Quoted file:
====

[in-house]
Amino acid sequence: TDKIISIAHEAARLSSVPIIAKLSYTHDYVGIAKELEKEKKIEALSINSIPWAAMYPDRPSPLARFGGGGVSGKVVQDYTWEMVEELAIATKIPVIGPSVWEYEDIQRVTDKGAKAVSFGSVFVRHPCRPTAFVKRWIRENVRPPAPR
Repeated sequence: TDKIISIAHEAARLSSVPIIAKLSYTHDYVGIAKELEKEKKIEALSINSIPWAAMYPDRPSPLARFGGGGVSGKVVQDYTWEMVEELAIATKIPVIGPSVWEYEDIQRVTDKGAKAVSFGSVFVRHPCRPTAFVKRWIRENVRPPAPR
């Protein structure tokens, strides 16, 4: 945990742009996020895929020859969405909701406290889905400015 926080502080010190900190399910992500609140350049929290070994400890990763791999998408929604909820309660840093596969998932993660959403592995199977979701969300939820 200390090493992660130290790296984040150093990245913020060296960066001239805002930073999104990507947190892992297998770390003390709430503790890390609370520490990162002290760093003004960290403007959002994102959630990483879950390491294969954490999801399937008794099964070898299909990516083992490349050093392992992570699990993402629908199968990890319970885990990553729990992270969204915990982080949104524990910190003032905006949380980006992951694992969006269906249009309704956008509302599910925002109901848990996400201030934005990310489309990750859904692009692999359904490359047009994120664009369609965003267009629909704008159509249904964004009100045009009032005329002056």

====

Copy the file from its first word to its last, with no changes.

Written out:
[in-house]
Amino acid sequence: TDKIISIAHEAARLSSVPIIAKLSYTHDYVGIAKELEKEKKIEALSINSIPWAAMYPDRPSPLARFGGGGVSGKVVQDYTWEMVEELAIATKIPVIGPSVWEYEDIQRVTDKGAKAVSFGSVFVRHPCRPTAFVKRWIRENVRPPAPR
Repeated sequence: TDKIISIAHEAARLSSVPIIAKLSYTHDYVGIAKELEKEKKIEALSINSIPWAAMYPDRPSPLARFGGGGVSGKVVQDYTWEMVEELAIATKIPVIGPSVWEYEDIQRVTDKGAKAVSFGSVFVRHPCRPTAFVKRWIRENVRPPAPR
């Protein structure tokens, strides 16, 4: 945990742009996020895929020859969405909701406290889905400015 926080502080010190900190399910992500609140350049929290070994400890990763791999998408929604909820309660840093596969998932993660959403592995199977979701969300939820 200390090493992660130290790296984040150093990245913020060296960066001239805002930073999104990507947190892992297998770390003390709430503790890390609370520490990162002290760093003004960290403007959002994102959630990483879950390491294969954490999801399937008794099964070898299909990516083992490349050093392992992570699990993402629908199968990890319970885990990553729990992270969204915990982080949104524990910190003032905006949380980006992951694992969006269906249009309704956008509302599910925002109901848990996400201030934005990310489309990750859904692009692999359904490359047009994120664009369609965003267009629909704008159509249904964004009100045009009032005329002056």